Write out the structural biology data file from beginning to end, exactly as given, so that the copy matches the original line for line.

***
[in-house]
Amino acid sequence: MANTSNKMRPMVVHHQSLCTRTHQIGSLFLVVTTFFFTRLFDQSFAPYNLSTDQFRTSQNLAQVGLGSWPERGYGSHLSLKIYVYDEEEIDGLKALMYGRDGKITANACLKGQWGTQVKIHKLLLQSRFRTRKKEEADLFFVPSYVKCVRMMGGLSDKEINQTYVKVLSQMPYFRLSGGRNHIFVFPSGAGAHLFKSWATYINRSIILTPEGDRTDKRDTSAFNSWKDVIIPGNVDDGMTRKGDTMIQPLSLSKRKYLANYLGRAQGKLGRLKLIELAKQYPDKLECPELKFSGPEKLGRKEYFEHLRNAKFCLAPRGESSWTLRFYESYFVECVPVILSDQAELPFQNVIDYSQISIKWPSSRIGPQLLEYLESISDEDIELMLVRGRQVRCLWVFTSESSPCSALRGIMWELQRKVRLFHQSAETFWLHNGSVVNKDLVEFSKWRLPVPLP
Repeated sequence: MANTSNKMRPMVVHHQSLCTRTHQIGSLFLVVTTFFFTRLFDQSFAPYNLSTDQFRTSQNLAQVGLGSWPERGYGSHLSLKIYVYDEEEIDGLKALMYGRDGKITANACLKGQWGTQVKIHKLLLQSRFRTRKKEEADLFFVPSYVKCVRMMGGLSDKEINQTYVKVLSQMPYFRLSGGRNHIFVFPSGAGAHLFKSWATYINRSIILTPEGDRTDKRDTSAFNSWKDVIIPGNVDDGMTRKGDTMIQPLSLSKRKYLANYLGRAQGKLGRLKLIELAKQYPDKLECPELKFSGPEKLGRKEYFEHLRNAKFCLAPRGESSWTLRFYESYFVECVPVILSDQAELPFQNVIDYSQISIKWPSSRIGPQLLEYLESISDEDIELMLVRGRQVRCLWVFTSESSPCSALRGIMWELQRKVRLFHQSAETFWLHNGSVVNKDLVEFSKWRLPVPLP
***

[in-house]
Amino acid sequence: MANTSNKMRPMVVHHQSLCTRTHQIGSLFLVVTTFFFTRLFDQSFAPYNLSTDQFRTSQNLAQVGLGSWPERGYGSHLSLKIYVYDEEEIDGLKALMYGRDGKITANACLKGQWGTQVKIHKLLLQSRFRTRKKEEADLFFVPSYVKCVRMMGGLSDKEINQTYVKVLSQMPYFRLSGGRNHIFVFPSGAGAHLFKSWATYINRSIILTPEGDRTDKRDTSAFNSWKDVIIPGNVDDGMTRKGDTMIQPLSLSKRKYLANYLGRAQGKLGRLKLIELAKQYPDKLECPELKFSGPEKLGRKEYFEHLRNAKFCLAPRGESSWTLRFYESYFVECVPVILSDQAELPFQNVIDYSQISIKWPSSRIGPQLLEYLESISDEDIELMLVRGRQVRCLWVFTSESSPCSALRGIMWELQRKVRLFHQSAETFWLHNGSVVNKDLVEFSKWRLPVPLP
Repeated sequence: MANTSNKMRPMVVHHQSLCTRTHQIGSLFLVVTTFFFTRLFDQSFAPYNLSTDQFRTSQNLAQVGLGSWPERGYGSHLSLKIYVYDEEEIDGLKALMYGRDGKITANACLKGQWGTQVKIHKLLLQSRFRTRKKEEADLFFVPSYVKCVRMMGGLSDKEINQTYVKVLSQMPYFRLSGGRNHIFVFPSGAGAHLFKSWATYINRSIILTPEGDRTDKRDTSAFNSWKDVIIPGNVDDGMTRKGDTMIQPLSLSKRKYLANYLGRAQGKLGRLKLIELAKQYPDKLECPELKFSGPEKLGRKEYFEHLRNAKFCLAPRGESSWTLRFYESYFVECVPVILSDQAELPFQNVIDYSQISIKWPSSRIGPQLLEYLESISDEDIELMLVRGRQVRCLWVFTSESSPCSALRGIMWELQRKVRLFHQSAETFWLHNGSVVNKDLVEFSKWRLPVPLP